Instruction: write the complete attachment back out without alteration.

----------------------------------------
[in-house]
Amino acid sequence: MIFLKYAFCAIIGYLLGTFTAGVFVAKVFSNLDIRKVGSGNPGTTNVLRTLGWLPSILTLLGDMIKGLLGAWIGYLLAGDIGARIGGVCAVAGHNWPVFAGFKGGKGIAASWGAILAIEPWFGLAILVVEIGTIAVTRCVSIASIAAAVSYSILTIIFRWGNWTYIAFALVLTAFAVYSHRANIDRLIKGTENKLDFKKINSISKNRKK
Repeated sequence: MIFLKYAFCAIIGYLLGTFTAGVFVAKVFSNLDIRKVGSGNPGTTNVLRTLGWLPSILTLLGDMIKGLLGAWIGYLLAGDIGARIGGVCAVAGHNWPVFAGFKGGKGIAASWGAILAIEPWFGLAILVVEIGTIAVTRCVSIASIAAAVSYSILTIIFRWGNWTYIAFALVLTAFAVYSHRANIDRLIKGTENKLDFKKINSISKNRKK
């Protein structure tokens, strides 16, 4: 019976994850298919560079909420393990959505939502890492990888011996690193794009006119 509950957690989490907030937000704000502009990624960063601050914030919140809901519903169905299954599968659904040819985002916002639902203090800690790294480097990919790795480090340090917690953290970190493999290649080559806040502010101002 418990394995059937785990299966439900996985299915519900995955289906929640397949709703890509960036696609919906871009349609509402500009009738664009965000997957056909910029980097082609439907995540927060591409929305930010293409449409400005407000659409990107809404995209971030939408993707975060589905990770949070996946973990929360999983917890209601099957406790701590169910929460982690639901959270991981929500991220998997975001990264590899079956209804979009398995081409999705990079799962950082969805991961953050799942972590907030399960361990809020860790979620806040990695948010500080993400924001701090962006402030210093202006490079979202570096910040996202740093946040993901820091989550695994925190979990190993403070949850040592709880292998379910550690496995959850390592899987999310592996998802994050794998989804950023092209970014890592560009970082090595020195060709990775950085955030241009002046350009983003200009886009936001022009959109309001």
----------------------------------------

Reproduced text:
[in-house]
Amino acid sequence: MIFLKYAFCAIIGYLLGTFTAGVFVAKVFSNLDIRKVGSGNPGTTNVLRTLGWLPSILTLLGDMIKGLLGAWIGYLLAGDIGARIGGVCAVAGHNWPVFAGFKGGKGIAASWGAILAIEPWFGLAILVVEIGTIAVTRCVSIASIAAAVSYSILTIIFRWGNWTYIAFALVLTAFAVYSHRANIDRLIKGTENKLDFKKINSISKNRKK
Repeated sequence: MIFLKYAFCAIIGYLLGTFTAGVFVAKVFSNLDIRKVGSGNPGTTNVLRTLGWLPSILTLLGDMIKGLLGAWIGYLLAGDIGARIGGVCAVAGHNWPVFAGFKGGKGIAASWGAILAIEPWFGLAILVVEIGTIAVTRCVSIASIAAAVSYSILTIIFRWGNWTYIAFALVLTAFAVYSHRANIDRLIKGTENKLDFKKINSISKNRKK
């Protein structure tokens, strides 16, 4: 019976994850298919560079909420393990959505939502890492990888011996690193794009006119 509950957690989490907030937000704000502009990624960063601050914030919140809901519903169905299954599968659904040819985002916002639902203090800690790294480097990919790795480090340090917690953290970190493999290649080559806040502010101002 418990394995059937785990299966439900996985299915519900995955289906929640397949709703890509960036696609919906871009349609509402500009009738664009965000997957056909910029980097082609439907995540927060591409929305930010293409449409400005407000659409990107809404995209971030939408993707975060589905990770949070996946973990929360999983917890209601099957406790701590169910929460982690639901959270991981929500991220998997975001990264590899079956209804979009398995081409999705990079799962950082969805991961953050799942972590907030399960361990809020860790979620806040990695948010500080993400924001701090962006402030210093202006490079979202570096910040996202740093946040993901820091989550695994925190979990190993403070949850040592709880292998379910550690496995959850390592899987999310592996998802994050794998989804950023092209970014890592560009970082090595020195060709990775950085955030241009002046350009983003200009886009936001022009959109309001």